Burton, R. (2017-07-17) Memories of and reflections on play. International Journal of Play. Retrieved from http://dx.doi.org/10.1080/21594937.2017.1348330
As the last son of two depression-era immigrants, I grew up in Springfield, Mass., across the decades of the late 1950s and all of the 1960s. It was a time when Major League Baseball and the National Football League dominated the three television channels and my friends and I played junior versions of what we saw on TV in our back yards and nearby empty lots.
What has since struck me is the interesting ways baseball could be modified to fit the needs of children (and some adults) at play. In my case, I had two much-older brothers that I often attempted to emulate. However, since my brothers were often gone playing organized baseball or fishing, I needed to play baseball by myself.
So I invented a game where I threw a rubber ball against the side of our windowless garage and designed means for determining outs, hits, runs and errors. I’m not sure if my version would have been called wall ball but I had an intricate set of rules (developed and stored in my 9-year-old head) for playing one-man baseball (as the 1966 Yankees) against the Red Sox, Tigers and Orioles of that era.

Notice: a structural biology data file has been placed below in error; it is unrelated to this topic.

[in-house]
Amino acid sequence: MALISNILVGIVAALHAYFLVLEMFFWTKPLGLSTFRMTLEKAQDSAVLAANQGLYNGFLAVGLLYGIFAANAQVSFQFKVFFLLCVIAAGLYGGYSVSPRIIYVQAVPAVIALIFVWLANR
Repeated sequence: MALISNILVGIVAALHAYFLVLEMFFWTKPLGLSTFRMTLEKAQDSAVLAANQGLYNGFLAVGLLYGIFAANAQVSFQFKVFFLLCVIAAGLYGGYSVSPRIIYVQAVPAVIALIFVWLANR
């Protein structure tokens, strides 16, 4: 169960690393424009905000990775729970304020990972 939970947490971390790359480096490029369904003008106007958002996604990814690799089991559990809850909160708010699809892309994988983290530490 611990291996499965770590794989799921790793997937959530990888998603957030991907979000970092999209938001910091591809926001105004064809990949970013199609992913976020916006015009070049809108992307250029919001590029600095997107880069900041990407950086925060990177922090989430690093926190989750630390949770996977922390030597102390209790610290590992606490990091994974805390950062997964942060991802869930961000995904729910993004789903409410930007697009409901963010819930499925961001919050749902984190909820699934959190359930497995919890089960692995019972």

Since then I’ve actually conducted a fair deal of research and determined that no other American sport has probably been modified as successfully as baseball – for the purposes of play – during the last 175 years. Want proof? Variations of ‘base ball’ (as the game was originally called) have existed in the form of wooden and cardboard games plus softball, stickball, Wiffle Ball, Nerf Baseball and, in the modern era, baseball games developed for Nintendo Game Boy, Sony PlayStation, Microsoft xBox and Wii. In short, the game’s malleability has long allowed playful modification to fit the era, physical space or an individual’s physical capacity (Burton, 2016 Burton, R. (2016). Loving the game … inside and out. Memories and Dreams, 38(3), 46–47.